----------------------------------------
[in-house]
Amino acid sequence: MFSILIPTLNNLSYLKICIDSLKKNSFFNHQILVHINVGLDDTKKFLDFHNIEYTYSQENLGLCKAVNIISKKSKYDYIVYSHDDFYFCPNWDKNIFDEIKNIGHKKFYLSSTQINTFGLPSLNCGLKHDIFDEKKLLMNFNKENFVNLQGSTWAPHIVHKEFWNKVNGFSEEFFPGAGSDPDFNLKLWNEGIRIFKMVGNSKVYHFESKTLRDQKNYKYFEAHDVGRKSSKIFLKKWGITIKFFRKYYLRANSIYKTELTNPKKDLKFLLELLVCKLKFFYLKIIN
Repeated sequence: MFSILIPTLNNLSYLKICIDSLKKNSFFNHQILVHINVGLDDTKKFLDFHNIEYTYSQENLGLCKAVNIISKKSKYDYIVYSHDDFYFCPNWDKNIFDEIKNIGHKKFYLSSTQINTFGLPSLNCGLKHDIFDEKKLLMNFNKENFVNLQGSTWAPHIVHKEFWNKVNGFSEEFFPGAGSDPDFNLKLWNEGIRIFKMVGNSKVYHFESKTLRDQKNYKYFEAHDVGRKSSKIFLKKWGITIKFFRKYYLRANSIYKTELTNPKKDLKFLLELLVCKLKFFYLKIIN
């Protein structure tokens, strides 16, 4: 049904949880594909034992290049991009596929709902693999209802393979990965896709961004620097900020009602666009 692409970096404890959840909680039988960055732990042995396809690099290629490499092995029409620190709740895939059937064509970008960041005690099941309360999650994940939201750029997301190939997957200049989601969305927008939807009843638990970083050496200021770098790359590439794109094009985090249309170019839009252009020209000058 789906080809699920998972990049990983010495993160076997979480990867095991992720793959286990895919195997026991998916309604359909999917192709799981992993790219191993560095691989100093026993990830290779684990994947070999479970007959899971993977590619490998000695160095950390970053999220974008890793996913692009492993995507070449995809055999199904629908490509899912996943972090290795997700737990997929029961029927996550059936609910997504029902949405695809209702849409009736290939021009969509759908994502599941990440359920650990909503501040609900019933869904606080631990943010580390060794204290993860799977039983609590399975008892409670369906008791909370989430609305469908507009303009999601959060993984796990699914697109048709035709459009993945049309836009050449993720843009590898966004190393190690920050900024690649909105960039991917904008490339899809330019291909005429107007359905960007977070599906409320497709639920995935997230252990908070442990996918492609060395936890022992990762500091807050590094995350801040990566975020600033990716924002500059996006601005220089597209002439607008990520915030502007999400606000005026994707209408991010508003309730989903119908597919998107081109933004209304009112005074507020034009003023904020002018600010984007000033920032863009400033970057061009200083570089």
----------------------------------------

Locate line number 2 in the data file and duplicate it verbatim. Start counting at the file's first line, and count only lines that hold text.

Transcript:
Amino acid sequence: MFSILIPTLNNLSYLKICIDSLKKNSFFNHQILVHINVGLDDTKKFLDFHNIEYTYSQENLGLCKAVNIISKKSKYDYIVYSHDDFYFCPNWDKNIFDEIKNIGHKKFYLSSTQINTFGLPSLNCGLKHDIFDEKKLLMNFNKENFVNLQGSTWAPHIVHKEFWNKVNGFSEEFFPGAGSDPDFNLKLWNEGIRIFKMVGNSKVYHFESKTLRDQKNYKYFEAHDVGRKSSKIFLKKWGITIKFFRKYYLRANSIYKTELTNPKKDLKFLLELLVCKLKFFYLKIIN